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What are the number of ordered pairs $(x,y)$ where both $x$ and $y$ divide $20^{19}$, however $xy$ doesn't?

I started by taking the prime factorization of $20^{19}$ to get : $2^{38}5^{19}$.

I then noticed, that the only way for $xy$ to not divide this number was if the powers of $x$ and $y$ add to greater than $38$ or $19$. For example, if $x=2^{38}$ and $y = 2^{2}$, then $xy$ would be $2^{40}$ which would not divide $2^{38}5^{19}$ evenly.

My question is, what would be the total number of ordered pairs?

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Well, If $x = 2^a5^c$ and $y = 2^b5^d$

thenn we have $a+b > 38$ or $c+d > 19$.

To have $a+b > 38$ while $a \le 38$ and $b \le 38$ if we have $a = k$ then $b$ can be as small as $39-k$ and can be as large as $38$. Those are $k$ options. $(38+1) - (39-k) = k$. So there are $\sum_{k=1}^{38}k = \frac {38*39}2 = 741$ such pairs.

And likes there are $\sum_{k=1}^{19} k = 190$ such possible pairs.

If $(a,b)$ is such a pairc $c,d$ can be anything from $0$ to $19$. Thatn is $20^2 = 400$ options.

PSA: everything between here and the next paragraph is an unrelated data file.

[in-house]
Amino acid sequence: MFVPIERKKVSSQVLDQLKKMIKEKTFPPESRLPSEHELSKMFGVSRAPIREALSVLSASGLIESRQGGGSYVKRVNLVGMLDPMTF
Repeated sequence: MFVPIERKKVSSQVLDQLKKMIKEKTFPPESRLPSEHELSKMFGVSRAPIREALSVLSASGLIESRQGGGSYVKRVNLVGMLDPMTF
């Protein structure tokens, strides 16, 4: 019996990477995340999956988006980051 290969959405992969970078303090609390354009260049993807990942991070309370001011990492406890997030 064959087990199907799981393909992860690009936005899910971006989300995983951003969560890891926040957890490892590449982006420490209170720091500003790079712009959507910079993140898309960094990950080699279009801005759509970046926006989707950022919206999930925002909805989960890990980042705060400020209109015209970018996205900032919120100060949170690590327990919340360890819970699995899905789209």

So there are $741*400$ pairs where $a+b > 38$.

Like wise there are $190*39^2$ pairs were $c + d > 19$.

But we counted all the pairs where $a+b > 38$ and $c+d >19$ twice! So we must subtract that number of pairs. There are $190*741$ so pairs.

So the total number of pairs where $a+b>38$ or $c+d > 19$ or both is

$741*400+190*39^2 - 190*741$.

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There are $39^220^2$ pairs of divisors, with no restrictions.

There are $\binom{40}{2}\binom{21}{2}$ pairs of divisors such that the product is also a divisor.

This is because if $0\leq a_1< a_2\leq 39$ and $0\leq b_1<b_2\leq 20$ you get a pair of divisors $$d_1=2^{a_1}5^{b_1}, d_2=2^{a_2-a_1-1}5^{b_2-b_1-1},$$ and these are all such pairs.

So the pairs of divisors with the product not a divisor is the difference:

$$39^220^2-\binom{40}2\binom{21}{2}$$


More generally, let $\rho_k(n)$ be the number of $k$-tuples of natural numbers such $(d_1,\dots,d_k)$ such that $d_1d_2\cdots d_k\mid n.$

Then we see that $\rho_k$ is multiplicative - $\rho_k(mn)=\rho_k(m)\rho_k(n)$ if $\gcd(m,n)=1.$

Also, $\rho_k(p^a)=\binom{a+k}{k}.$

So if $n=p_1^{a_1}\cdots p_m^{a_m}$ then the number of $k$-tuples $(d_1,\dots,d_k)$ of divisors or $n$ whose product is not a divisor of $n$ is:

$$\tau(n)^k - \rho_k(n)=\prod_{i=1}^{m}(a_i+1)^k - \prod_{i=1}^{m}\binom{a_i+k}{k}.$$

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You have made good progress. Now let $x=2^a5^b, y=2^cy^d$. This lets you work with the exponents. Your observations can be expressed as you need $a,b \le 38, c,d \le 19$ and either $a+b \gt 38$ or $c+d \gt 19$ (or both). Can you count the possibilities from that?

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